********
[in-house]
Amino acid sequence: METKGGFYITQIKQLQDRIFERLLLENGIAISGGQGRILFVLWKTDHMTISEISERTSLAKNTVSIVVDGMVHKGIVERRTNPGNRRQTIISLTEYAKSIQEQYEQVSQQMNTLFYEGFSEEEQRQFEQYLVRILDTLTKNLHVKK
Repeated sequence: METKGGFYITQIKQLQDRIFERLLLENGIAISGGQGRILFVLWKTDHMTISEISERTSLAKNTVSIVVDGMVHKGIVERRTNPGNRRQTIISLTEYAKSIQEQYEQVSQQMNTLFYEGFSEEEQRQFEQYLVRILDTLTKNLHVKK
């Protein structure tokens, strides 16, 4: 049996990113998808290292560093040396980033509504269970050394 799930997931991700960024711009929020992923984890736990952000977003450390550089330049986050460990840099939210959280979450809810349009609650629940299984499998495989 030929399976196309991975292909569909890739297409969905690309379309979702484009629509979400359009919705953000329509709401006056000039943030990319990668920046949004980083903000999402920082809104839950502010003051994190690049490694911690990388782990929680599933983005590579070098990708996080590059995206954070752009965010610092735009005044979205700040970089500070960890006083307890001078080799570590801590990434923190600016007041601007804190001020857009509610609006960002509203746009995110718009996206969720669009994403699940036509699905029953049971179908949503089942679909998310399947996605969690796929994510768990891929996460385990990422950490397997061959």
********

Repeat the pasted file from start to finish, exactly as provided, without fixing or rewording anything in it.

[in-house]
Amino acid sequence: METKGGFYITQIKQLQDRIFERLLLENGIAISGGQGRILFVLWKTDHMTISEISERTSLAKNTVSIVVDGMVHKGIVERRTNPGNRRQTIISLTEYAKSIQEQYEQVSQQMNTLFYEGFSEEEQRQFEQYLVRILDTLTKNLHVKK
Repeated sequence: METKGGFYITQIKQLQDRIFERLLLENGIAISGGQGRILFVLWKTDHMTISEISERTSLAKNTVSIVVDGMVHKGIVERRTNPGNRRQTIISLTEYAKSIQEQYEQVSQQMNTLFYEGFSEEEQRQFEQYLVRILDTLTKNLHVKK
């Protein structure tokens, strides 16, 4: 049996990113998808290292560093040396980033509504269970050394 799930997931991700960024711009929020992923984890736990952000977003450390550089330049986050460990840099939210959280979450809810349009609650629940299984499998495989 030929399976196309991975292909569909890739297409969905690309379309979702484009629509979400359009919705953000329509709401006056000039943030990319990668920046949004980083903000999402920082809104839950502010003051994190690049490694911690990388782990929680599933983005590579070098990708996080590059995206954070752009965010610092735009005044979205700040970089500070960890006083307890001078080799570590801590990434923190600016007041601007804190001020857009509610609006960002509203746009995110718009996206969720669009994403699940036509699905029953049971179908949503089942679909998310399947996605969690796929994510768990891929996460385990990422950490397997061959």